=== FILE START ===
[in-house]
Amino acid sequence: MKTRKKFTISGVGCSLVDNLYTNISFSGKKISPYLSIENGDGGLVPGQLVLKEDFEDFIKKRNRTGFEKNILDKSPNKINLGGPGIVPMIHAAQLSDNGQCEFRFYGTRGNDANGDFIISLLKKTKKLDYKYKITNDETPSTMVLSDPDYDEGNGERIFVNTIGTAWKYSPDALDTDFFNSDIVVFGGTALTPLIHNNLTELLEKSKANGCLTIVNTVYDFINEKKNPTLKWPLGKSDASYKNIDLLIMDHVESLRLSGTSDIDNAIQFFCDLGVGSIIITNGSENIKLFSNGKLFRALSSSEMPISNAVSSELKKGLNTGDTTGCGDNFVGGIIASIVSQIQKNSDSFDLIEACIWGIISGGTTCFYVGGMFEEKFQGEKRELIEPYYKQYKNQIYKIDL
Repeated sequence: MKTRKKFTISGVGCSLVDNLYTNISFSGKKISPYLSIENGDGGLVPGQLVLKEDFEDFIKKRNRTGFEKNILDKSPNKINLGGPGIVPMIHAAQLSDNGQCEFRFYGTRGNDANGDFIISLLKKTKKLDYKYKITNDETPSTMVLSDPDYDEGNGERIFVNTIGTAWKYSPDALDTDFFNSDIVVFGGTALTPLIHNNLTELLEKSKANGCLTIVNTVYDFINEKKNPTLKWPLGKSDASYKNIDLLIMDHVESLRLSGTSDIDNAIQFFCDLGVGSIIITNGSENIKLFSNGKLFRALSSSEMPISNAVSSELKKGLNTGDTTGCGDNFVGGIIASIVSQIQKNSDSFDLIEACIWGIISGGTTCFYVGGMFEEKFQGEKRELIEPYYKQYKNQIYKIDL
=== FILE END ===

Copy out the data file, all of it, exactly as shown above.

[in-house]
Amino acid sequence: MKTRKKFTISGVGCSLVDNLYTNISFSGKKISPYLSIENGDGGLVPGQLVLKEDFEDFIKKRNRTGFEKNILDKSPNKINLGGPGIVPMIHAAQLSDNGQCEFRFYGTRGNDANGDFIISLLKKTKKLDYKYKITNDETPSTMVLSDPDYDEGNGERIFVNTIGTAWKYSPDALDTDFFNSDIVVFGGTALTPLIHNNLTELLEKSKANGCLTIVNTVYDFINEKKNPTLKWPLGKSDASYKNIDLLIMDHVESLRLSGTSDIDNAIQFFCDLGVGSIIITNGSENIKLFSNGKLFRALSSSEMPISNAVSSELKKGLNTGDTTGCGDNFVGGIIASIVSQIQKNSDSFDLIEACIWGIISGGTTCFYVGGMFEEKFQGEKRELIEPYYKQYKNQIYKIDL
Repeated sequence: MKTRKKFTISGVGCSLVDNLYTNISFSGKKISPYLSIENGDGGLVPGQLVLKEDFEDFIKKRNRTGFEKNILDKSPNKINLGGPGIVPMIHAAQLSDNGQCEFRFYGTRGNDANGDFIISLLKKTKKLDYKYKITNDETPSTMVLSDPDYDEGNGERIFVNTIGTAWKYSPDALDTDFFNSDIVVFGGTALTPLIHNNLTELLEKSKANGCLTIVNTVYDFINEKKNPTLKWPLGKSDASYKNIDLLIMDHVESLRLSGTSDIDNAIQFFCDLGVGSIIITNGSENIKLFSNGKLFRALSSSEMPISNAVSSELKKGLNTGDTTGCGDNFVGGIIASIVSQIQKNSDSFDLIEACIWGIISGGTTCFYVGGMFEEKFQGEKRELIEPYYKQYKNQIYKIDL